/dev/sda1 – Swap
/dev/sda2 – “home” (contains my user/Music, Pictures, Downloads, Documents, Videos directories)
/dev/sda5 – OpenSuse 12.3 / partition
/dev/sda6 – Xubuntu Raring / partition
/dev/sda7 – “testing” partition
Initially, I set up OpenSuse and Xubuntu to mount /dev/sda2 to /home. This seemed like the best way to have access to all my data/media across both OSes. (I use OpenSuse as my “daily driver” and I use Xubuntu for writing and content creation). The problem was, the two OSes used slightly different versions of Chromium and the profile files were corrupting each other. Chromium for linux stores it’s profile data in a hidden directory under the users home directory. As I switched back and forth between the two OSes, the slight differences between the versions of Chromium caused problems. What to do? At first, I thought I would have to relegate myself to using Chromium on one OS and Firefox or Midori on the other. But, as Knightwise would say, sliding means using the same tools across your platforms. Fortunately, I came up with a fairly elegant solution.
I decided to reinstall everything (I had Arch on my “testing” partition and it was kind of a headache). I left my /dev/sda2 partition untouched and reinstalled OpenSuse and Xubuntu. For the OpenSuse install, I specified /dev/sda5 as the root partition and for the Xubuntu install, I specified /dev/sda6 as the root partition. I did not specify a separate partition as /home; instead, I mounted /dev/sda2 as ‘/sharedisk’. I finished the install as normal and booted into OpenSuse. Here’s the “linux magic”. I went into my home folder and deleted my Music, Pictures, Downloads, Documents, Videos directories. Then, I issued the ln command. I created symbolic links to /sharedisk/user/Music, Pictures, Downloads, Documents, and Videos in my home folder. I did the same in Xubuntu and Voila! I had shared data folders across my distros and unique settings directories for each one. I suppose it goes without saying that I used the same username and UID across the distros. This ensures I can access the files in the shared directories.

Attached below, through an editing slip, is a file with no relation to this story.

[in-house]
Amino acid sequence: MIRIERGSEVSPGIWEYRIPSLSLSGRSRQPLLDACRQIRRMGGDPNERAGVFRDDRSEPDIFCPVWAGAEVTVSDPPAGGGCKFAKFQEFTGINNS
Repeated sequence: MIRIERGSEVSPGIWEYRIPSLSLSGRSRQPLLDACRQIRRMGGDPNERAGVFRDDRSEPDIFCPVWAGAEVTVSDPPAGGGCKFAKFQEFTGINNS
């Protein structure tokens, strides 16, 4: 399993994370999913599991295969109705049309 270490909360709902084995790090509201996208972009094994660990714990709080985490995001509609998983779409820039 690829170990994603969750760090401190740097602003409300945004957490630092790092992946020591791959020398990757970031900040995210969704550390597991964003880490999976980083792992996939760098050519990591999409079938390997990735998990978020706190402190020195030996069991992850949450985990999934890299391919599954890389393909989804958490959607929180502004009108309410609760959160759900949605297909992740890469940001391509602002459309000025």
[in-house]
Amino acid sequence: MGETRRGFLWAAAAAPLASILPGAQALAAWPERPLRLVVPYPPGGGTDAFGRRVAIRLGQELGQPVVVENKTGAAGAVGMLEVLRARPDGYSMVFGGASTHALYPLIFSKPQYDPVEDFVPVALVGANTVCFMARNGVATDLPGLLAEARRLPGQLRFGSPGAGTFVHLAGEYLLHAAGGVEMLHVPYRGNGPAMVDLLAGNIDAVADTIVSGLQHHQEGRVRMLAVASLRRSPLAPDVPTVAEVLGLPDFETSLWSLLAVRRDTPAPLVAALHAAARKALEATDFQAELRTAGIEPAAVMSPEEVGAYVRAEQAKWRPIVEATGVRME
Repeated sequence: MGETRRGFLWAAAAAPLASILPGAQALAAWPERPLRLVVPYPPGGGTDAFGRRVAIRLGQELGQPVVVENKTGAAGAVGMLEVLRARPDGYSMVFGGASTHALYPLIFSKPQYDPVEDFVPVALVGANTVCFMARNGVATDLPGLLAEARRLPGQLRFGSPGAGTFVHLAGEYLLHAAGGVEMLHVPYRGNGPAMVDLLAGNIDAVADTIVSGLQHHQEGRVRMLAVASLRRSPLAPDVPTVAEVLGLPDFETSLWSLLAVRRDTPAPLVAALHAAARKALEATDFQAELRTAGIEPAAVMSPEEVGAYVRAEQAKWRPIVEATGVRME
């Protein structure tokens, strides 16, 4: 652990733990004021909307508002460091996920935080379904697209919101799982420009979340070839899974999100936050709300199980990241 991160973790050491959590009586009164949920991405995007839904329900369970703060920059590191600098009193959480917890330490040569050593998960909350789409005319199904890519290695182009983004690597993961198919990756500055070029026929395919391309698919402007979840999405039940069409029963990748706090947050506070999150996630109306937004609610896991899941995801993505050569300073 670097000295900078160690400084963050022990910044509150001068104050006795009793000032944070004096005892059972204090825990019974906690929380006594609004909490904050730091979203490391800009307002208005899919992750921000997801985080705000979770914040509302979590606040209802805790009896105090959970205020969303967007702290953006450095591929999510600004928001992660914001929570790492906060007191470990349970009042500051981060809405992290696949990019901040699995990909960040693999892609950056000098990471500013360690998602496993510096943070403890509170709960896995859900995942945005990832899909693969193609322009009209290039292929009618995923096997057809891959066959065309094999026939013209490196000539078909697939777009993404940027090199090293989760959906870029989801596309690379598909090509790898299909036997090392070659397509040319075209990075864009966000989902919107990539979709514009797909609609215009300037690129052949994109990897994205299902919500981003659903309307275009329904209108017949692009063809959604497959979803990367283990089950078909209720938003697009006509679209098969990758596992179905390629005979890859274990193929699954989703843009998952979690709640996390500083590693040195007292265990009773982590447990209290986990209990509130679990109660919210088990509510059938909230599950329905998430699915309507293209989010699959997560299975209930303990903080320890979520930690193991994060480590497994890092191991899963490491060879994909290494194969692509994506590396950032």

I hope this idea might help any of you installing multiple distributions on the same machine.
Guestblogger Matt McGraw lives in the beautiful central valley of Northern California. He is a a stay at home dad and “family tech support” provider. He has a passion for technology and fatherhood. His kids are 11, almost 3 and just over 1 years old and he loves taking pictures of them and posting them EVERYWHERE. You can find Matt online atg33kdad.thestrangeland.net, on twitter @sahgeekdad, and on google plus atg33kdad.thestrangeland.net/